By: Luis Reyes, Lázaro Figueroa and Neylin Calderón
At the seminar called "Experiences of Decolonization of Higher Education", held on 05 and 06 September of the current at the facilities of Oslo Metropolitan University, Norway, the representations of different universities members of the Network of Intercultural and Community Indigenous Universities of Abya Yala (RUIICAY), like other European universities, had the opportunity to participate in thematic panels related to the experiences gained on Higher Education from their own contexts.
First panel: Bring your privilege
The first panel "Bring your privilege, how do we recognize and use our privileges?, How can we use these privileges to transform structures that produce inequity in access to higher education and research opportunities?" was led by Rebecca Scher, associate professor of English at the University of Oslo; Anders Breidlid, Oslomet professor; Warsame Ali, Researcher at the Norwegian Institute of Public Health and Rahwa Gebrekidan, Administrative Assistant at the Centre for Environmental and Climate Research (ECRC).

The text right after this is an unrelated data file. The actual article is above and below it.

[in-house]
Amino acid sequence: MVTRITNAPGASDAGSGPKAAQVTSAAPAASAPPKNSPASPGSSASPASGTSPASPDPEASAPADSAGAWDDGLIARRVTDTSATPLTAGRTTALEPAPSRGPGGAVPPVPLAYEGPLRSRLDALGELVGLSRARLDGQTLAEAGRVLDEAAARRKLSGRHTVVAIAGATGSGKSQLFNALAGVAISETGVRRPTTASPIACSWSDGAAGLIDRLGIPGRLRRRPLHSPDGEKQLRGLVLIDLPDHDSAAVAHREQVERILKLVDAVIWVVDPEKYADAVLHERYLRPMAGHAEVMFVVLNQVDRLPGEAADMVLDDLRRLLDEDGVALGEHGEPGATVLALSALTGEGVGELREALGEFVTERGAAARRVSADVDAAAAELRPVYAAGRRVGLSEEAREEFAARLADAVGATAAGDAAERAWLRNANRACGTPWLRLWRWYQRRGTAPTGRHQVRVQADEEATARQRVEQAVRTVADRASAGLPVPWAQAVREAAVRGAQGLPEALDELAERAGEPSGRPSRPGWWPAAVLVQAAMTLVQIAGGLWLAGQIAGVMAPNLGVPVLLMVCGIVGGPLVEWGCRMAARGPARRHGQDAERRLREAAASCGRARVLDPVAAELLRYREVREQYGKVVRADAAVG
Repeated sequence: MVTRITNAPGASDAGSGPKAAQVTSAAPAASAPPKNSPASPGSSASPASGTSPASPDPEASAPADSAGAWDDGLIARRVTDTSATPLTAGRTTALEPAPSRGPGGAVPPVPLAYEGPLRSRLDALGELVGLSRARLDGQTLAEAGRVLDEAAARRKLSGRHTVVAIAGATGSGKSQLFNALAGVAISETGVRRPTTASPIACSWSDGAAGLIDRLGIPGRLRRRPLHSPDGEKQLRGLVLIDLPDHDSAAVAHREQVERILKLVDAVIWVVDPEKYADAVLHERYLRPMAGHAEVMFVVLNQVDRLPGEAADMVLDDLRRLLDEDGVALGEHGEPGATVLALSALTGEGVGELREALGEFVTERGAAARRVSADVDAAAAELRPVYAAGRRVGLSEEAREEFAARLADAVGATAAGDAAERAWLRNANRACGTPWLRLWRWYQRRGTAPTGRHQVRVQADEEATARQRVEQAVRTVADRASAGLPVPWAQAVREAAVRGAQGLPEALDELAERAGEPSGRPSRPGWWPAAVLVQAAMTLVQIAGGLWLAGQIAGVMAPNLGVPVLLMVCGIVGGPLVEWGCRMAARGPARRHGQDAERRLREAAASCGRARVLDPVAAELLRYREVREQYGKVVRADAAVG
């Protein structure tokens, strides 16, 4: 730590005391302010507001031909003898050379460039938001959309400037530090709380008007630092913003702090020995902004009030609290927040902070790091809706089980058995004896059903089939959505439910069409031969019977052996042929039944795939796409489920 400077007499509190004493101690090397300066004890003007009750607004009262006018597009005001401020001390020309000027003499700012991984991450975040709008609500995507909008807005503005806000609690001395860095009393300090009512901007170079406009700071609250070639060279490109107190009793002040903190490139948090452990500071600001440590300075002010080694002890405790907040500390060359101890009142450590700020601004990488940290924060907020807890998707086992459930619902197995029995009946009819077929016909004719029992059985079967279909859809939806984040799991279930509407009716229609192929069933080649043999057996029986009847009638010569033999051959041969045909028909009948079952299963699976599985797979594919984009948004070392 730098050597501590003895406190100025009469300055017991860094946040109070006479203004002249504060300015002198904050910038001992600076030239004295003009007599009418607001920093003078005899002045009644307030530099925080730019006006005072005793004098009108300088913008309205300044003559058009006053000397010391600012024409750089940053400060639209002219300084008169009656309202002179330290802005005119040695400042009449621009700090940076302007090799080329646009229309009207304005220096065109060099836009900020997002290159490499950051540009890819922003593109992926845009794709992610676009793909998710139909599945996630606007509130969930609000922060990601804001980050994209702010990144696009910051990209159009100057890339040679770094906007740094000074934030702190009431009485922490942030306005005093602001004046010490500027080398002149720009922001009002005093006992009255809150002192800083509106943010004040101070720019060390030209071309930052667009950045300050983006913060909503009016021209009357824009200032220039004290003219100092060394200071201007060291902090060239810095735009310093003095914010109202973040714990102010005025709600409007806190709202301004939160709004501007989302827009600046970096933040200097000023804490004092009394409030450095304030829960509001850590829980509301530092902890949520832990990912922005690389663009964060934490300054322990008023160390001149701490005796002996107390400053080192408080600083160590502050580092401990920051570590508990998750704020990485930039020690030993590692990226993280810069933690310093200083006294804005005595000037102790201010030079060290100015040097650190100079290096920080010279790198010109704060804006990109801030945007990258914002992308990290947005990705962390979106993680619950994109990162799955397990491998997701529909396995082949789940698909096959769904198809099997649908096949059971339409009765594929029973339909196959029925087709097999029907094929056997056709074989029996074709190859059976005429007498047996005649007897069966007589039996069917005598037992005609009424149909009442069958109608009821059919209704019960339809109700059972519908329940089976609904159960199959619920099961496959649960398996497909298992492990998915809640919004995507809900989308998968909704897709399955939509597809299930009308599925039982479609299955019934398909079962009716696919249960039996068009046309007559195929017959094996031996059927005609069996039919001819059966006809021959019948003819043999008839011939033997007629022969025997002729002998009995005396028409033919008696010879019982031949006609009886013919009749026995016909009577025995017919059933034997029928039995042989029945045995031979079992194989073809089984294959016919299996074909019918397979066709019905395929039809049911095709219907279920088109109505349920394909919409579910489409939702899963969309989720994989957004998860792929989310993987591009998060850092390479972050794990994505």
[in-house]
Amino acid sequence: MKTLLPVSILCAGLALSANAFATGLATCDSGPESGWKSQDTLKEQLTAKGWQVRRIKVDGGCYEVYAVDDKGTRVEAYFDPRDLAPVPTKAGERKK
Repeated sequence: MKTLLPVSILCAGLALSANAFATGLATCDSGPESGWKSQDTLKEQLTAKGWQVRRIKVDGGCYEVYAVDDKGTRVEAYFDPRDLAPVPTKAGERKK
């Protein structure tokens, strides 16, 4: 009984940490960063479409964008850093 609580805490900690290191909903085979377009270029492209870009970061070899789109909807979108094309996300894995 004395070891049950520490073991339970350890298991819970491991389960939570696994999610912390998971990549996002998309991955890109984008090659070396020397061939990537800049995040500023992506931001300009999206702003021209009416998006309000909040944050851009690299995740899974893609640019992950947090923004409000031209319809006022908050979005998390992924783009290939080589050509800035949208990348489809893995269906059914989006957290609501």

During development, Rebecca Sher referred to the inequalities that exist in our societies, which are often thought of or assumed as particiular provilegies, rising that one of the privileges that white people get is that "I can take my children to school and because they are white they will not be disturbed, if I go looking for an apartment they will give it to me because of my skin color" Argued.
In addition, he referred that these kinds of privileges achieved by their skin color are passed on in classrooms to their students, so, "Some students have come out, because they cannot believe the emotions that arise in the class, but I tell them that they are not bad, but that they have been born and raised in a society that have formed them in this way" Emphasized.